BACKGROUND PAPER Peace Operations and Humanitarian Space: How Can the Military and Civilians Cooperate in Protecting Civilians?

The subject of this paper – peace operations, humanitarian space and the protection of civilians – has been a long standing, and contentious, topic of debate among military and humanitarian actors. This debate has not been confined to United Nations (UN) peace operations alone. Military forces from NATO, the European Union (EU), the African Union (AU) and the economic Community of West African States (ECOWAS) have all faced, at one time or another, protection challenges and been ctiticized for protection shortcomings.

The campaigns in Iraq and Afghanistan, and now again in Somalia and Libya, have kept these issues at the forefront of the humanitarian agenda. The debate continues, and indeed the discussion in the Challenges Forum, this year and last, reflects the sense that this is unfinished business. This paper, written from the perspective of a former head of a UN peacekeeping mission, focuses on three points of contention that have characterized and conditioned that debate in UN peace operations: civil-military relations, and the perceived clash between UN military goals and humanitarian objectives in conflict situations; the structural integration of humanitarian coordination in UN peace missions, which has created, in the view of some humanitarian actors, a conflict of interest between political ends and humanitarian principles; and the seeming intrusion of UN peacekeepers into humanitarian space in the context of civil-military cooperation activities (CIMIC), blurring the lines between armed peacekeeping and humanitarian action.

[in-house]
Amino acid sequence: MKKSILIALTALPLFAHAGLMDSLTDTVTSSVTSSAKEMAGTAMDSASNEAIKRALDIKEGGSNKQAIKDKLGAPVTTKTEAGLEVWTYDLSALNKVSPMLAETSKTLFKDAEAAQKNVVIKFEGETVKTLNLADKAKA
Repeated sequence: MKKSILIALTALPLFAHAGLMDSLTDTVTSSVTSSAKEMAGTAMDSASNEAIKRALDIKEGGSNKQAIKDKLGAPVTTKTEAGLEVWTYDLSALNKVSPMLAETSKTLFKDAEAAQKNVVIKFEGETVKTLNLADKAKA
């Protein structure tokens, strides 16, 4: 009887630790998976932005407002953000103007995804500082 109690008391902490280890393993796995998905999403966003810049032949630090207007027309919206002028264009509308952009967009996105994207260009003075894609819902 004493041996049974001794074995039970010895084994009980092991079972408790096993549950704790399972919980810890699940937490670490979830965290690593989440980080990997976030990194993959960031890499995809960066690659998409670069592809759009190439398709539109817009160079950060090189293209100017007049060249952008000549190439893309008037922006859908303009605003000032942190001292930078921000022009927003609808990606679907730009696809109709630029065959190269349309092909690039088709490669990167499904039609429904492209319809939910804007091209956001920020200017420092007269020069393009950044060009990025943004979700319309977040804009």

The paper looks at how these issues have interacted, influences and impacted UN peace operations. It will draw some conclusions on non-military ways to protect civilians and how they can be articulated within peacekeeping activities and conclude with some recommendations on how to improve civil-military cooperation to better protect civilians.